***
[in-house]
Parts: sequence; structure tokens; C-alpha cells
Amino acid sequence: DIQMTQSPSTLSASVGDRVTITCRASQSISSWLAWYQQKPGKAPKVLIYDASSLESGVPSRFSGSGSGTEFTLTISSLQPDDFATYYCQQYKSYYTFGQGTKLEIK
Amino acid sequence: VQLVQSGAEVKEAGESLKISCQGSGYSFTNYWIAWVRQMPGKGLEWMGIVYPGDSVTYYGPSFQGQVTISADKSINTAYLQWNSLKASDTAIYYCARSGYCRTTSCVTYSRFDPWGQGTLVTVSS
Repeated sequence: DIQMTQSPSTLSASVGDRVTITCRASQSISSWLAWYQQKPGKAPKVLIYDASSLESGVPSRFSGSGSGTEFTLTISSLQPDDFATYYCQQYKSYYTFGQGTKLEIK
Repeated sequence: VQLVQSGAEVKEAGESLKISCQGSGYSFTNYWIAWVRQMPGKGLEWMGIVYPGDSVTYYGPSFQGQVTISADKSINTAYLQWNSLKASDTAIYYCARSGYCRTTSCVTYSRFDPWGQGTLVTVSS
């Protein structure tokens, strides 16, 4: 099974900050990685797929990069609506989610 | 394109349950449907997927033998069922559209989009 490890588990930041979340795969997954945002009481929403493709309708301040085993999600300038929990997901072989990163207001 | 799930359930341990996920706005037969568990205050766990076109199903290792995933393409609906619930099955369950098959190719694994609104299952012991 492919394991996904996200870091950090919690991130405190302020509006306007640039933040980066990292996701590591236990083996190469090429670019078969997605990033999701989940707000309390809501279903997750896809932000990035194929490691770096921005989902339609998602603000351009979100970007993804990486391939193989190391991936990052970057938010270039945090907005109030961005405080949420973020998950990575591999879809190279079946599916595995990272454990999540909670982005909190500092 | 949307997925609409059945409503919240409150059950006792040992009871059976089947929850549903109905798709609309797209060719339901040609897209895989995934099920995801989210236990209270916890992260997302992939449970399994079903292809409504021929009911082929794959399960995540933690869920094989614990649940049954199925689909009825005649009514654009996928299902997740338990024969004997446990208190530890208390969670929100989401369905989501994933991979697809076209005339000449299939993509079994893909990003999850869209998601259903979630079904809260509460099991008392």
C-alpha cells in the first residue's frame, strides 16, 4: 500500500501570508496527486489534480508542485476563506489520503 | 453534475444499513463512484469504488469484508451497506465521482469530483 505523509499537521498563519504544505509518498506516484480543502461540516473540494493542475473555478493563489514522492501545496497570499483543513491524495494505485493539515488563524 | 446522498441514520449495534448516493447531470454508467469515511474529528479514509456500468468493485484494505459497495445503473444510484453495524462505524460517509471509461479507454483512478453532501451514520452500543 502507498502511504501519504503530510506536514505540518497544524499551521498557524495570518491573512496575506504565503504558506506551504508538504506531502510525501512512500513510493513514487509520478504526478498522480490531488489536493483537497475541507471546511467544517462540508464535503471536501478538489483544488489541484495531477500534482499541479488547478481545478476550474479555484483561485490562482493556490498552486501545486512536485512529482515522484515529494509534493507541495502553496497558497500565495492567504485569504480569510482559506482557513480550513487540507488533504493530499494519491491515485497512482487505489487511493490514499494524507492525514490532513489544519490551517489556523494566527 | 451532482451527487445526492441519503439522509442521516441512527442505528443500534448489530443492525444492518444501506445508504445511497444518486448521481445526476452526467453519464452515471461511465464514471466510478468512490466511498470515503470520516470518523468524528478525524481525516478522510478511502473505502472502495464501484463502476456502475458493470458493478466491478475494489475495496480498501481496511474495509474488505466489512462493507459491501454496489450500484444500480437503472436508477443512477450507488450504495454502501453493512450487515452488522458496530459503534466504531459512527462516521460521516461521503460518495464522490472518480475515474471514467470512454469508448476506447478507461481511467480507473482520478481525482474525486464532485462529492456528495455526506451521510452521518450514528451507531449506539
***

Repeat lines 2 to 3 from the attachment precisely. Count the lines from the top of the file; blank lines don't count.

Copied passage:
Parts: sequence; structure tokens; C-alpha cells
Amino acid sequence: DIQMTQSPSTLSASVGDRVTITCRASQSISSWLAWYQQKPGKAPKVLIYDASSLESGVPSRFSGSGSGTEFTLTISSLQPDDFATYYCQQYKSYYTFGQGTKLEIK